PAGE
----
"…as the stag goes where he pleases and the hounds follow his trail, on occasion, and perhaps inadvertently, trespass undoubtedly occurs onto land where the Hunt have not been formally prohibited entry but neither have been given permission to enter." (Section: 5.5.1. Trespass)

"Physical damage to the surface of pasture inevitably occurs consequent to the passage of 50 or more horses…" (Section: 5.5.2. Damage)

"…as hunts progress some riders fall behind the field and thus, being anxious to catch up and out of the realm of any Master, such riders, on occasion may cross unsuitable surfaces and cause some damage." (Section: 5.5.2. Damage)

"Wire fences are sometimes cut by one of the Hunt officials permitted to carry a wire cutters. Such fences are repaired the following day by a team of volunteers who follow the route of the hunt for that specific purpose." (Section: 5.5.2. Damage)

"Very few livestock are abroad during the hunting season but any which are are likely to become excited or frightened by the passage of the hunt. Particular risk categories would be pregnant mares or ewes. Horse owners are frequently aware of the hunts and keep pregnant mares indoors on hunt days. The Hunt keeps well away from flocks of sheep where possible, however some sheep farmers remain very anxious that the hunts should come nowhere near their flocks." (Section: 5.5.3. Impact on domestic livestock)

"The second or reserve stag having already been transported to the Meet is then subjected to being carted at speed around the highways and byways for the duration of the first hunt in case the hunted stag is taken or in case the second stag is needed for a second chase. On one occasion I followed the cart at 60 m.p.h. along minor roads with very poor surfaces and many potholes for 38 miles while following the hunt." (Section: 5.6.2. The second stag)

"The second stag is frequently a young animal taken out to get him used to travelling in the cart." (Section: 5.6.2. The second stag)

"According to the records maintained by the Hunt nine stags were hunted twice in the 1996-97 season at an average interval of 24 days, within the range 7 to 49 days. I was told that an older stag might be hunted three times in a season." (Section: 5.7. Repeated hunting of individual stags)

"A significant number of stags are not taken at the end of the hunt. Some of these are subsequently hunted as outliers and may then be taken; others are captured when they return to the vicinity of the Deerpark and are lured in: others are captured by being immobilized by means of a projectile dart loaded with a narcotic drug." (Section: 5.8. Recapturing of stags remaining at large after hunts)

"The breeding of replacement stock may not keep pace with the numbers of stags escaping from hunts and, to compensate, a number of young stags are bought in from commercial herds." (Section: 5.9. Husbandry and record keeping at the Deerpark).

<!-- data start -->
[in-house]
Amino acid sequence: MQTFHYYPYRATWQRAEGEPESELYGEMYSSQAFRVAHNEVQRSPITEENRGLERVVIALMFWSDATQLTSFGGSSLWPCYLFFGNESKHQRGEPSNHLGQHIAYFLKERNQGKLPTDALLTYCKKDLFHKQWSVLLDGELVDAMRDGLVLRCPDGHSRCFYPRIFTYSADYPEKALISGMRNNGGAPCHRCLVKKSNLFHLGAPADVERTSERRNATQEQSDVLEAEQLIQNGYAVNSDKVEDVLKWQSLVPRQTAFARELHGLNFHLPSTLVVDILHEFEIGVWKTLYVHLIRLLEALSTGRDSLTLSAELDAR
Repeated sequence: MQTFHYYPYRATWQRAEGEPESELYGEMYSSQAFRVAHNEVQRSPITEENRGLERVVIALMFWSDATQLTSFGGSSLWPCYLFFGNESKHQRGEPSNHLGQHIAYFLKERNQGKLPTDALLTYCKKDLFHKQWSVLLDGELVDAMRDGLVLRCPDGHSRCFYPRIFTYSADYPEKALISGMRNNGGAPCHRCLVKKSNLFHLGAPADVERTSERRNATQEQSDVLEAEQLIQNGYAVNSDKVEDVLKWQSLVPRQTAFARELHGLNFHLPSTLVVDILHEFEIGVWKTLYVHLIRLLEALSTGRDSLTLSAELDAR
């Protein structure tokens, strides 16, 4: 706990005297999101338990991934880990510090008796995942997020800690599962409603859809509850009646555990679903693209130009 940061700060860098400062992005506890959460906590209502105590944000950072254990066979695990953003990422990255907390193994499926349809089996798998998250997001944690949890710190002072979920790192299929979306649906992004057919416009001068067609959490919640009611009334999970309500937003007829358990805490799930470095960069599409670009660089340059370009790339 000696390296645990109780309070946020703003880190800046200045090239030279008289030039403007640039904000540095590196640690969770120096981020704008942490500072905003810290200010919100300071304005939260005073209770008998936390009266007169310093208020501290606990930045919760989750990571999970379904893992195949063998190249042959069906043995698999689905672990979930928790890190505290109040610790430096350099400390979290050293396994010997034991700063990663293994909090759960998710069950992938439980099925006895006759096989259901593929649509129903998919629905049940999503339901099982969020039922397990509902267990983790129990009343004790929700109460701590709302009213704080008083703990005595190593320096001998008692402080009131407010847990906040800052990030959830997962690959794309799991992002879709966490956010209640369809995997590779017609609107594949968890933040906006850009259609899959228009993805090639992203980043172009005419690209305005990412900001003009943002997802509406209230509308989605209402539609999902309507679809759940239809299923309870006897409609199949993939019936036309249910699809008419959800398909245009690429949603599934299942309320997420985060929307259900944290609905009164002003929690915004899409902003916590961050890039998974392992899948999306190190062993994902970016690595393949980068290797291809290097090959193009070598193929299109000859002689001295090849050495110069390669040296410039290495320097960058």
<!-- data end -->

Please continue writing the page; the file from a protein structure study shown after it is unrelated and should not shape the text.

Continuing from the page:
"I was told that antlers are removed by the Veterinary Surgeon in the Autumn when the velvet has dried, however I believe that this procedure is actually done by Hunt staff. I was told that hinds are rarely hunted, however this season, according to the records, six hinds were hunted." (Section: 5.9. Husbandry and record keeping at the Deerpark).

"Stags are hunted until about 9 years of age at which time they may get "stiff" or fail in condition and I was told that they are then sold or exchanged with commercial deer farms or slaughtered for venison." (Section: 5.9. Husbandry and record keeping at the Deerpark).

"I was shown records of stags hunted for the 1996-97 season. However the accuracy of the identification system of eartags or else the record keeping is in doubt as I saw a stag enlarged and hunted which was not the one recorded for that day." (Section: 5.9. Husbandry and record keeping at the Deerpark).

"As the Red Deer herd presently kept at Green Park by the Ward Union Hunt has been maintained in captivity for something in the region of 150 years and is augmented regularly by stock from captive herds farmed solely for venison production, it is hard to see how they avoid falling into the category of "domestic animal" for the purposes of the Protection of Animals Acts, 1911 and 1965 wherein "domestic animal" means "- - any other animal of whatsoever - - - species - - which has been - - sufficiently tamed to serve some purpose for the use of man". (Section: 5.11. Some legal aspects)

"As the Red Deer at Green Park are obviously not wild animals it is equally hard to see how they fall into the ambit of the Wildlife Act, 1976 which specifically refers to "Wildlife" defined therein as meaning "fauna and flora", the word "fauna" being further defined as meaning "wild animals". (Section: 5.11. Some legal aspects)

"The transportation of the stags in the cart is inhumane in its manner and in the design of the cart. The enlargement of the stags is inhumane in that they are ejected suddenly into a strange environment and alone. A stag which has been hunted previously appears, before the hunt starts, to be distressed and aware that he is about to be hunted again. Stags being hunted appear to be terrified of the hounds. A stag is aware when he is being hunted and continues to flee even when the hounds are far behind. Stags are sometimes wounded or injured during hunts by physical incidents or by the hounds. Stags are terrified by people and motor vehicles during the hunt. Stags are apparently distressed and exhausted towards the end of hunts and will hide and lie down at this stage. At the end of the hunt the fact that a man can catch and hold him would seem to be adequate evidence of physical exhaustion by the stag. The handling of the stag when taken at the end of a hunt must be terrifying and stressful to the animal." (Section: 6. Conclusions)

"Domesticated Red Deer are obviously completely unfit for a prolonged chase by hounds. A recent scientific report in England has concluded that wild Red Deer are physiologically unable for a prolonged chase by hounds." (Section: 6. Conclusions)

"A strong campaign against this Hunt is underway and seems likely both to continue and to grow." (Section: 6. Conclusions)

"It could be argued legally, possibly successfully, that the stags are domestic animals and do not fall within the ambit of the Wildlife Act, 1976 and thus that the hunts contravene the Protection of Animals Acts, 1911 and 1965." (Section: 6. Conclusions)